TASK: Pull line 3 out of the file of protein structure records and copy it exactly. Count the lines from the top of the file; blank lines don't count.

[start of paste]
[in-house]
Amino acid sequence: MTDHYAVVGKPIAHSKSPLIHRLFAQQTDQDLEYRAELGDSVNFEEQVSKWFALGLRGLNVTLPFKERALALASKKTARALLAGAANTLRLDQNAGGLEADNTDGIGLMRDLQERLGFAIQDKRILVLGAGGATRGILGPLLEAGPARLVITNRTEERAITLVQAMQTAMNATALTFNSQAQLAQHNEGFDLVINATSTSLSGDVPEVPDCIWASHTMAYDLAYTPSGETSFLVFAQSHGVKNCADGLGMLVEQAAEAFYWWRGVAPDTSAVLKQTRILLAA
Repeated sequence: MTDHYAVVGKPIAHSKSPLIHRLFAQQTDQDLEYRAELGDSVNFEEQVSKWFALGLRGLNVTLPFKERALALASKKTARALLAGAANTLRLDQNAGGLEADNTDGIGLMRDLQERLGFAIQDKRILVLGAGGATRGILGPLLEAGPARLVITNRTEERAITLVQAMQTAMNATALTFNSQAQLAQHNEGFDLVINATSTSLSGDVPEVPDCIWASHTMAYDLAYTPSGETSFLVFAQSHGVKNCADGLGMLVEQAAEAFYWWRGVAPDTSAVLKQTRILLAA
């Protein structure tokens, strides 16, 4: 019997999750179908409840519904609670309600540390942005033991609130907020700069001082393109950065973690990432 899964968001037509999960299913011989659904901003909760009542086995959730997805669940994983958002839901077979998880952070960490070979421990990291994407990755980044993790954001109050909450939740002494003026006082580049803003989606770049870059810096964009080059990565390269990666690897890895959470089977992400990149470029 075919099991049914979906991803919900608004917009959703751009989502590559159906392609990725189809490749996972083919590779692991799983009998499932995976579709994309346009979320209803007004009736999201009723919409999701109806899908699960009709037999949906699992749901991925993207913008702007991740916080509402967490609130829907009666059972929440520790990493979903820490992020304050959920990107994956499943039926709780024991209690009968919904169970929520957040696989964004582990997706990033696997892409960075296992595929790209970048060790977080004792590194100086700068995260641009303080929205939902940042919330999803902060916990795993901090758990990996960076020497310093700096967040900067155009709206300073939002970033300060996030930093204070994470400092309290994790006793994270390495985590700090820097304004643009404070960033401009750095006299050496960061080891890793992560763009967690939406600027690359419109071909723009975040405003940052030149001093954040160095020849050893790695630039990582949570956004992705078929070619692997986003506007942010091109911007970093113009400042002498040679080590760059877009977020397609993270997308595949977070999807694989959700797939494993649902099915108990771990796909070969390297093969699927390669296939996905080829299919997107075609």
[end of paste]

Repeated sequence: MTDHYAVVGKPIAHSKSPLIHRLFAQQTDQDLEYRAELGDSVNFEEQVSKWFALGLRGLNVTLPFKERALALASKKTARALLAGAANTLRLDQNAGGLEADNTDGIGLMRDLQERLGFAIQDKRILVLGAGGATRGILGPLLEAGPARLVITNRTEERAITLVQAMQTAMNATALTFNSQAQLAQHNEGFDLVINATSTSLSGDVPEVPDCIWASHTMAYDLAYTPSGETSFLVFAQSHGVKNCADGLGMLVEQAAEAFYWWRGVAPDTSAVLKQTRILLAA